|published in the South Shore Breaker - October 19, 2016|
So how does walking in nature affect aging brains? Do our memories improve as well? I certainly hope so!
Thanks to two of my friends, I seem to have added hiking on trails to my walking excursions. Nothing strenuous, mind you. I consider my hiking the same as walking, but in a beautiful environment. I'd like to tell you about two of my recent trail adventures, both quite different in location and accessibility, but each beautiful in their own way.
In mid September, my husband and I took a drive to Kejimkujik National Park on Highway 8 in central Nova Scotia. On our way to the Park, we stopped in Caledonia at the Hollow Log Café for a late lunch. Perhaps eating a bowl full of chili and more than my share of a piece of peanut butter pie wasn't the wisest move before attempting a long hike, but it sure tasted good.
A short drive from the restaurant, and we arrived at our destination. Admission cost the two of us less than twelve dollars, and the trail we were after was just a few kilometres into the Park. Most of the drive was on a well paved road but the last couple of kilometres was on a very narrow gravel road, just wide enough for one vehicle. The roads are not maintained after the Park closes in mid October, so your walk could be a lot longer during the winter months if you are without four wheel drive.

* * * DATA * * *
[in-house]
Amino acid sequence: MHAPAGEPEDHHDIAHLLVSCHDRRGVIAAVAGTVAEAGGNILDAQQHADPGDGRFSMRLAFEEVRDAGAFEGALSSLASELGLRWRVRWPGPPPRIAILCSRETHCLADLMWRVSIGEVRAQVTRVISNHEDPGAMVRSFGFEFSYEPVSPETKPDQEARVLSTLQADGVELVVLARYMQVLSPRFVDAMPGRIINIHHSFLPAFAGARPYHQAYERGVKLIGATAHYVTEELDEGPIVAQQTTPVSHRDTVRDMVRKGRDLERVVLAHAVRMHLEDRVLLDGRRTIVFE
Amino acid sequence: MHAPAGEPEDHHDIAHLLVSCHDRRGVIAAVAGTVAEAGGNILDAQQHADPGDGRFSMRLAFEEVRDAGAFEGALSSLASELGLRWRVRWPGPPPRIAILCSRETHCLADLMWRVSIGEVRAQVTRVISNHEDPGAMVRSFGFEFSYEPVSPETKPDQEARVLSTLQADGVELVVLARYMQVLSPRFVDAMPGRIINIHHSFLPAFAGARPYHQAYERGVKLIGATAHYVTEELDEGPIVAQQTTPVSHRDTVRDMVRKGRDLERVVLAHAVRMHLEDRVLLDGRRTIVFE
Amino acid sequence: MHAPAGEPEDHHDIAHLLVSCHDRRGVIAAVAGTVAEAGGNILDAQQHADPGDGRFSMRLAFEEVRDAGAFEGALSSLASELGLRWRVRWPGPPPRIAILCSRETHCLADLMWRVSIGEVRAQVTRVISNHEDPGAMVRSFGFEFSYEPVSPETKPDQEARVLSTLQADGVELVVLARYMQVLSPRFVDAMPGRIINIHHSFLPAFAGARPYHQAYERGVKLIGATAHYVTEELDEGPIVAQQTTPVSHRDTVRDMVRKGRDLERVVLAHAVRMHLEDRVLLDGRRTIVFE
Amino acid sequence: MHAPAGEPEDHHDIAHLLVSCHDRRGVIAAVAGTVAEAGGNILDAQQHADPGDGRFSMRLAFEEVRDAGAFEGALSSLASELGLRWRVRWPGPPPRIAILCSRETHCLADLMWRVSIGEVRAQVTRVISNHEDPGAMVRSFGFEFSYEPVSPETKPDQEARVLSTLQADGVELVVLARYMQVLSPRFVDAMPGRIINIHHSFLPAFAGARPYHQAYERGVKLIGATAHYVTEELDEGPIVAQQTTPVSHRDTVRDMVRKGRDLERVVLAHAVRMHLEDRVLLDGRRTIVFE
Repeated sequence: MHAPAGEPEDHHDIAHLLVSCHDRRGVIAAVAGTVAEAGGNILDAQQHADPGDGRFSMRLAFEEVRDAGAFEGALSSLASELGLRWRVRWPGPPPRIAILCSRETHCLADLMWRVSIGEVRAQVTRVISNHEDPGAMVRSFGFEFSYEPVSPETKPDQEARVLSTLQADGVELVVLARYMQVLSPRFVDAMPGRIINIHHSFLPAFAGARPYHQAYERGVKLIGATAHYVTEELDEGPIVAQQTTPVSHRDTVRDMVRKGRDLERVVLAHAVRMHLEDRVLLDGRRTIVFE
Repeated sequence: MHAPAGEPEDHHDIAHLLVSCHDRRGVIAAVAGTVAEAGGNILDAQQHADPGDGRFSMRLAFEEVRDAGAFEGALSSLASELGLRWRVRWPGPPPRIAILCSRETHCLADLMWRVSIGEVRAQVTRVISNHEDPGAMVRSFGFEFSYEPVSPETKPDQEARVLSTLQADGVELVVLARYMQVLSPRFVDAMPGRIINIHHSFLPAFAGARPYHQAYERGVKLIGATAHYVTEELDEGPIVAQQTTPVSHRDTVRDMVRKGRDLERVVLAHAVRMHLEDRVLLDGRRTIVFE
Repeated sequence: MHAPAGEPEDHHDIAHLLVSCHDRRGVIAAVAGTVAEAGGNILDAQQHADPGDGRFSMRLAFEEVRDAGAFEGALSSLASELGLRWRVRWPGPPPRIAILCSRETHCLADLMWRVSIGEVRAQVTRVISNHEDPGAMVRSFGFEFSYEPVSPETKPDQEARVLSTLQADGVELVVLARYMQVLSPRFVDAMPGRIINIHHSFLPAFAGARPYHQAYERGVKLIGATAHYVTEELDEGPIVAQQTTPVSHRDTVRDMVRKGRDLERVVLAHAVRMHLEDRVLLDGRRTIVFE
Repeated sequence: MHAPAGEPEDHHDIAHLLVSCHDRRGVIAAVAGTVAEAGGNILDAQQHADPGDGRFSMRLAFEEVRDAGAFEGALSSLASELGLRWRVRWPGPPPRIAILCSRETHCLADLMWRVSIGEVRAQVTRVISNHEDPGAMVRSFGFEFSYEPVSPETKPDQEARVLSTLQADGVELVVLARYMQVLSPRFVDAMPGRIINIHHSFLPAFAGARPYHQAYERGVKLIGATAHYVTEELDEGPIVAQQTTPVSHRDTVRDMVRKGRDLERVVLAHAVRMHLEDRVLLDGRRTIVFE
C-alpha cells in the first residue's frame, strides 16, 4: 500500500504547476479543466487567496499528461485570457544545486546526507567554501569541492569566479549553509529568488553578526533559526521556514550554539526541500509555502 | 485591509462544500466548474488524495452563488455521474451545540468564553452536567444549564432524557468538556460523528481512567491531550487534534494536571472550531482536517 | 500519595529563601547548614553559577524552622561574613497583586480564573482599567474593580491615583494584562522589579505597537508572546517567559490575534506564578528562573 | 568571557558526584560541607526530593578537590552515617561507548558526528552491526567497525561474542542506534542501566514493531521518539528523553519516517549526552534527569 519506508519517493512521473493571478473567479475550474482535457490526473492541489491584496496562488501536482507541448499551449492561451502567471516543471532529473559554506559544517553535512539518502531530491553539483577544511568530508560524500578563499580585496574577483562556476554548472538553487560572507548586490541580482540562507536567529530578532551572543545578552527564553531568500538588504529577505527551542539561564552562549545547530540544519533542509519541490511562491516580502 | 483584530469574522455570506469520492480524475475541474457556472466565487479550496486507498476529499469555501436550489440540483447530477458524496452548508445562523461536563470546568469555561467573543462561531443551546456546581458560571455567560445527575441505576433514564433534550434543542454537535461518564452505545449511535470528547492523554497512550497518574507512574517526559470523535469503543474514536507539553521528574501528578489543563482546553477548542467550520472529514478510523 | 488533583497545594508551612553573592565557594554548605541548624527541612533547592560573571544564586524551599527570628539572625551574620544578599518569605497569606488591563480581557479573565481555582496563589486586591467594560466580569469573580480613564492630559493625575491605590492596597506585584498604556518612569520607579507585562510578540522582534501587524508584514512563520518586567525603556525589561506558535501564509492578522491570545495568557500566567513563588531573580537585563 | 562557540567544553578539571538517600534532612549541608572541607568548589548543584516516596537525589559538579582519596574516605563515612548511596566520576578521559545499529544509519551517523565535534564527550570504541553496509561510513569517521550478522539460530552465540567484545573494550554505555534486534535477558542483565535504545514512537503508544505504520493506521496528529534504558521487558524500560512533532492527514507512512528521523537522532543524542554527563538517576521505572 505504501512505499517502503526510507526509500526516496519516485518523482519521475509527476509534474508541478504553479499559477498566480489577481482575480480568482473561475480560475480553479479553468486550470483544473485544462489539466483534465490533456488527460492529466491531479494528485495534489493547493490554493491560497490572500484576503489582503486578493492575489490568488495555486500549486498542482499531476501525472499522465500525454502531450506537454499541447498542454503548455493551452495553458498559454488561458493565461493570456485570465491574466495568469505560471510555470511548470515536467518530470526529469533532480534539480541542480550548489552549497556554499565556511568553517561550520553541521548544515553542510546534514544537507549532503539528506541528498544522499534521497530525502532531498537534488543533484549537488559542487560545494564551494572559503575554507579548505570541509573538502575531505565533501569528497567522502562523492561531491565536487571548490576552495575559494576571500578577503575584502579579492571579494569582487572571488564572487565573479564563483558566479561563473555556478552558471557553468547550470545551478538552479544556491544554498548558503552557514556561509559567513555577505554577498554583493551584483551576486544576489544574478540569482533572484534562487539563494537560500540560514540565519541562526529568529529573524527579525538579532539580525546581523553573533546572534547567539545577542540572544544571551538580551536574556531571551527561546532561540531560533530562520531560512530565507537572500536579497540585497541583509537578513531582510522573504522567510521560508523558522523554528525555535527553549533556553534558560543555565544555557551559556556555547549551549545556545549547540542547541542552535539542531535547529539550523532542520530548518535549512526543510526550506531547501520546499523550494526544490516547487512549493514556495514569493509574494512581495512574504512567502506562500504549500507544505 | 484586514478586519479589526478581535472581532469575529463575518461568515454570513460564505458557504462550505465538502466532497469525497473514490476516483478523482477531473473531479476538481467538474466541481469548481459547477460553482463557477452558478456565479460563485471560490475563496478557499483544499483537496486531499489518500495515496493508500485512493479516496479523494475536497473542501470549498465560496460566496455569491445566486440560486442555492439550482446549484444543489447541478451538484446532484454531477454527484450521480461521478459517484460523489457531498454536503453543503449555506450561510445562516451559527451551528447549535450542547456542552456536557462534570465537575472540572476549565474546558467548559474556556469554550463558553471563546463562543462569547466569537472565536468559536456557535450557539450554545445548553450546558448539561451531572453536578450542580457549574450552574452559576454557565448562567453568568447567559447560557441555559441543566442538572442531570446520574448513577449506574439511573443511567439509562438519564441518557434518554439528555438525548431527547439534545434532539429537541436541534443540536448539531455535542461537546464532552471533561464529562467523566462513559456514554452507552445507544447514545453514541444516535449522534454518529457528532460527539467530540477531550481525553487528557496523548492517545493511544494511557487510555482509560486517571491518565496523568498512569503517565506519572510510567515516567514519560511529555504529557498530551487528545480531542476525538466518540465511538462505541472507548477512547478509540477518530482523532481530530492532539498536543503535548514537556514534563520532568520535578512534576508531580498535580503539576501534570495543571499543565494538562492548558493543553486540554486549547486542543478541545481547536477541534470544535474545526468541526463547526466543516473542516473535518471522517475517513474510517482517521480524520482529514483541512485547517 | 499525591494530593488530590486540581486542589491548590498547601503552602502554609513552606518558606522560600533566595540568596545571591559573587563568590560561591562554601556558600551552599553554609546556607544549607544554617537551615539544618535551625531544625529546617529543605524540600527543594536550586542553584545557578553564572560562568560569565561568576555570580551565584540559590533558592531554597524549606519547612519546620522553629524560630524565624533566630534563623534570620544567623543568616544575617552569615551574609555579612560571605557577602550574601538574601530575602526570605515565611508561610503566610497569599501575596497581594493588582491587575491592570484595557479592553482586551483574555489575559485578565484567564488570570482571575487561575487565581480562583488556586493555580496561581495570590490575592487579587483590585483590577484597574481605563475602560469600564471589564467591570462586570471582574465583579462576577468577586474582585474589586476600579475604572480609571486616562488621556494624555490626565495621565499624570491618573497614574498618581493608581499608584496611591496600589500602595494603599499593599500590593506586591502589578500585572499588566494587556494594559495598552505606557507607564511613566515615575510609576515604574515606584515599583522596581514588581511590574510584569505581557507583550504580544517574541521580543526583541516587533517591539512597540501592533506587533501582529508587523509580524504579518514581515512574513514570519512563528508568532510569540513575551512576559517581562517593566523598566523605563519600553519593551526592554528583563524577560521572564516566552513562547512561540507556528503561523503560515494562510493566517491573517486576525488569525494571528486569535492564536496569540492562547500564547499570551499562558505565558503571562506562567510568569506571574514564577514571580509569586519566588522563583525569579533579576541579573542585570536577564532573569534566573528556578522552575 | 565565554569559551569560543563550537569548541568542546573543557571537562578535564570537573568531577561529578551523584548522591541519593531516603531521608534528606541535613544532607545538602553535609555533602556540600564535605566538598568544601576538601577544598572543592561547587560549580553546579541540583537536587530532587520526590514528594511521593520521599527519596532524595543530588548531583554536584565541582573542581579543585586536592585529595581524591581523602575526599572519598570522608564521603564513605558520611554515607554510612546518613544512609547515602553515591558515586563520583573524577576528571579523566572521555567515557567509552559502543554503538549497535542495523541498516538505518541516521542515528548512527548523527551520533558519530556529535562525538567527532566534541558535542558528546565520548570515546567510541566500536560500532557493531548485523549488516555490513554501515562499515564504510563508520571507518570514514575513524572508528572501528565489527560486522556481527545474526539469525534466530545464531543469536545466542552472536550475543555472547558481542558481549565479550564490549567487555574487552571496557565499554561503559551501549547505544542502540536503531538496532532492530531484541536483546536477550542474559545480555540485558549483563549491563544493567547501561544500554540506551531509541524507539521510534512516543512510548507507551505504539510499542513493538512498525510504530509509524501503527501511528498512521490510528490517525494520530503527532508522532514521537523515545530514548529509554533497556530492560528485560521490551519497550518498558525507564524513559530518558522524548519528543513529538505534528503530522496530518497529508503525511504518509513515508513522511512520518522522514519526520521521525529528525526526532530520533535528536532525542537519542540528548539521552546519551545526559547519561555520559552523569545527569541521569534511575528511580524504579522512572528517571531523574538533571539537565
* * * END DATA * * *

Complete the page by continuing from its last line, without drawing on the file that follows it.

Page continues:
|The Hemlocks and Hardwoods trail is made up of a well groomed trail and a long boardwalk. Visitors are asked to keep on the boardwalk to protect the fragile roots of the hemlock trees.|
|This eastern hemlock is estimated to be 400 years old, with nearby trees at least 275 years old. Trees like this are becoming increasingly rare in Nova Scotia, but are protected in Kejimkujik National Park.|
|This hemlock started growing in a thin cover of moss on top of the boulder. Its roots reached over the edge and into the ground. The tree clings to life because people have damaged the roots by climbing on the rock.|
My latest hiking adventure was just as magical, but much different. Two friends and I headed to Micou's Island, a 22 acre tidal island located on Indian Point, just a short distance from our famous Peggy's Cove.
Food is always an important consideration for me, and the three of us met at the White Sails Bakery and Deli to stock up with goodies to take with us to the trails. It was a little surprising to me that the bakery staff hadn't heard of where we were headed, literally just minutes down the road. Just an example of how our province needs to work better at promoting our natural resources.
|Micou's Island is on Indian Point, just a short distance from our famous Peggy's Cove. It is a tidal island, which requires planning to arrive within a couple hours before low tide to ensure your feet don't get wet while crossing.|
|The Sandy Beach Trail on Micou's Island meanders around the coast and through the edge of the woods of the 22 acre island.|
The hike around the 22 acre island was beautiful. Along the shore, through the trees, there was lots to look at and enjoy. We started our venture about 2 hours before low tide to ensure we could walk across to the island without getting our feet wet, and we had lots of time to explore as well as sit and relax and just take in the views.
Did you know you can be trendy just by taking a walk in the woods? A Japanese practice called Shinrin-yoku has become popular world wide. By "forest bathing" you can become more healthy, both physically and mentally. And that's something good to focus on.